Now that Election 2014 is firmly in the rearview mirror, political coverage has ceded the spotlight to policy issues in the public sphere. While no one is surprised that Obamacare or ISIS have returned as hot topics of debate, President Obama last week added net neutrality on the priority list, too.
It is a more than slightly arcane subject, even for those well versed in the workings of the Internet. Website after website (including this one) have rolled out explainers to try to make the subject accessible, and one shudders at the thought of aged politicians who still think of the Internet as “a series of tubes” debating a subject this complex and difficult to parse.
Even the best explanations have fallen short in one basic task, and that is how the ultimate decision on net neutrality will directly affect consumers who have a huge stake in this fight.
Whether you know the term net neutrality or not, most of us at this point are familiar with the concept of cord cutting — the idea that streaming content online can replace traditional cable television packages, allowing consumers to only pay for the programs that they want to watch and not the literally thousands of channels of dross that most of us have forced upon us by cable companies.
As the technology has advanced, content providers have become more receptive, and the consumer has become more educated making it more likely that the cord-cutters’ day had come.
All of that can be undermined by the outcome of the net neutrality debate and the new rules, if any, that will define and regulate an Open Internet.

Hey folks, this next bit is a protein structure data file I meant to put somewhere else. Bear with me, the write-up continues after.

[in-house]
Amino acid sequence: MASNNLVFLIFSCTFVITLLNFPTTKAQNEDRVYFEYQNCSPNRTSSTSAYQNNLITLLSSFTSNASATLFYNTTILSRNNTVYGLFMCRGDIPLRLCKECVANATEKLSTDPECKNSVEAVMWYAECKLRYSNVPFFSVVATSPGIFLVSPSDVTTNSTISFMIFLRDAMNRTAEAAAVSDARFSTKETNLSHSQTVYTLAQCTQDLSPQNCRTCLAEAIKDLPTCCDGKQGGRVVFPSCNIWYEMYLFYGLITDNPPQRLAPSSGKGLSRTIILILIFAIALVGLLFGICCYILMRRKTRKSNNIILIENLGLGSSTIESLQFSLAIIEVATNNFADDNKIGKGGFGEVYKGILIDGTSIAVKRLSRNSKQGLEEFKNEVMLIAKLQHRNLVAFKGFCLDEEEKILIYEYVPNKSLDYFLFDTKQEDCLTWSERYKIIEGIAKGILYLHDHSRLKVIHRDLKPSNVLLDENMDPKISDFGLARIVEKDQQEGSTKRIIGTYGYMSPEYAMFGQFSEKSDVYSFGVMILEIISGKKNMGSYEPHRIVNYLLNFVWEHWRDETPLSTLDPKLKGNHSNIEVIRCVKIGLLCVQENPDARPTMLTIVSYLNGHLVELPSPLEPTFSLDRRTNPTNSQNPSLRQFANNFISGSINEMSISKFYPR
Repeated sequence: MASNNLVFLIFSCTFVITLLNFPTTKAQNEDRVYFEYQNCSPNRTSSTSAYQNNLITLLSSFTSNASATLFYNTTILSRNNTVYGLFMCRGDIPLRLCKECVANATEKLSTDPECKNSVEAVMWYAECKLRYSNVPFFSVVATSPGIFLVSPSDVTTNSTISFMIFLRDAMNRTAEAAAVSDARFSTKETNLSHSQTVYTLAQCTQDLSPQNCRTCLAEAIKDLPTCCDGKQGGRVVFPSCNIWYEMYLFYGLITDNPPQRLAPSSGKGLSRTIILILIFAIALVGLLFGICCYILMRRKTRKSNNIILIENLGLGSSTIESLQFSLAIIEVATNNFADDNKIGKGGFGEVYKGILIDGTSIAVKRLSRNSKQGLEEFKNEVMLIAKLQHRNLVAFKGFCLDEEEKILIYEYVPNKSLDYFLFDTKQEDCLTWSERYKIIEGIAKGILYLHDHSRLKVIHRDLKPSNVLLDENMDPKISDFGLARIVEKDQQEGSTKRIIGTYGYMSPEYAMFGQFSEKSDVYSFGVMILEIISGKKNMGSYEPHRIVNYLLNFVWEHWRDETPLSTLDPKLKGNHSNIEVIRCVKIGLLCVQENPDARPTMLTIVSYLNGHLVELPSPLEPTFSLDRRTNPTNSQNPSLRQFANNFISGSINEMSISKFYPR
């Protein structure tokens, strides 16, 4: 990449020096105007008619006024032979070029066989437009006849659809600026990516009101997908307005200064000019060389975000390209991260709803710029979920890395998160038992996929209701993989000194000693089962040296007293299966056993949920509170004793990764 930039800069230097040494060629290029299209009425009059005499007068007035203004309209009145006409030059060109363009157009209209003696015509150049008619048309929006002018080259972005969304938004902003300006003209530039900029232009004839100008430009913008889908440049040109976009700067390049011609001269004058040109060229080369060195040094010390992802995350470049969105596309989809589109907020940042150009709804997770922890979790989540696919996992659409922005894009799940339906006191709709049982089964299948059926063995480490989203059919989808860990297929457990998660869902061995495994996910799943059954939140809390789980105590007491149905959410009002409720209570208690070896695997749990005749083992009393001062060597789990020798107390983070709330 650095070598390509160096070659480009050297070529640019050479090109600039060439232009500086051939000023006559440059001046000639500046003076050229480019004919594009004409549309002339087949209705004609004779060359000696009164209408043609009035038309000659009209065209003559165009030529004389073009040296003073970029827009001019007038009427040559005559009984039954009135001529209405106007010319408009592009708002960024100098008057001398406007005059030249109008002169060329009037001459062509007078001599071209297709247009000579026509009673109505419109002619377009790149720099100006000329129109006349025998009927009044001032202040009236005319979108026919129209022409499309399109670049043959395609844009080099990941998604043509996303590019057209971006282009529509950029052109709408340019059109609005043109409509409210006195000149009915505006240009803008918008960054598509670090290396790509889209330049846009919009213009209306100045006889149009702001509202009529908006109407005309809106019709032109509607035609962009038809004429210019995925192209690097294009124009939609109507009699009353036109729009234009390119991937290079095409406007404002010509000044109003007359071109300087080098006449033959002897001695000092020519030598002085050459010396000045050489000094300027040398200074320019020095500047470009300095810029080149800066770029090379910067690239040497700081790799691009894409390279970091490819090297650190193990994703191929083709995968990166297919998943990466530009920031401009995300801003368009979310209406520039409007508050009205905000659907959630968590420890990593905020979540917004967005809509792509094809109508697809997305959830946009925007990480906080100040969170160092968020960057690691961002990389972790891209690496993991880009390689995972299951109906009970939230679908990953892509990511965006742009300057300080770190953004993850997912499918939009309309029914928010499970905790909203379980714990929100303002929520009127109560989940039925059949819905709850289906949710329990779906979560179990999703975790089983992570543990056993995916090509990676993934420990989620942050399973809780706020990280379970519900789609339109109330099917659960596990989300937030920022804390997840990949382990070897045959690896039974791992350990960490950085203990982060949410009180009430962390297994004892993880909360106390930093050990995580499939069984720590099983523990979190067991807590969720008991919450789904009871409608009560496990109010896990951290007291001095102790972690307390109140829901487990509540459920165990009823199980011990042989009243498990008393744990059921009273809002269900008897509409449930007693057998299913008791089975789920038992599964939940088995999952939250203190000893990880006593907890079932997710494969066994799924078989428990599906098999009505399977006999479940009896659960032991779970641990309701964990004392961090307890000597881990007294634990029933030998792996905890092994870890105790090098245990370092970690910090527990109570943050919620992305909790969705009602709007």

Why Net Neutrality Matters
In extremely simplified terms, failure to preserve net neutrality as policy would be similar to giving larger corporations a version of Disney World’s controversial “Fast Pass.” Larger companies will obviously be able to pay for faster Internet delivery to the consumer, while smaller sites will be delivered at a slower rate, and startups will have to feed off the scraps.
Let’s say for instance that Apple decides that it wants to build its own version of Netflix (it’s funny to think of Netflix as a scrappy underdog, but next to Apple, it certainly would be). Using its mountains of money and existing entertainment industry connections, Apple could build a streaming library that is appealing, develop original programming and put its famous marketing muscle behind it. In addition to all of those advantages, in a world without net neutrality, Apple could also pay your ISP for faster delivery.
Given the choice between the fast and crisp Apple experience and Netflix streaming video that feels like dial-up circa 1996, you will choose Apple, and Netflix would wither away. And in that environment it is almost impossible to imagine a startup succeeding against these stacked odds.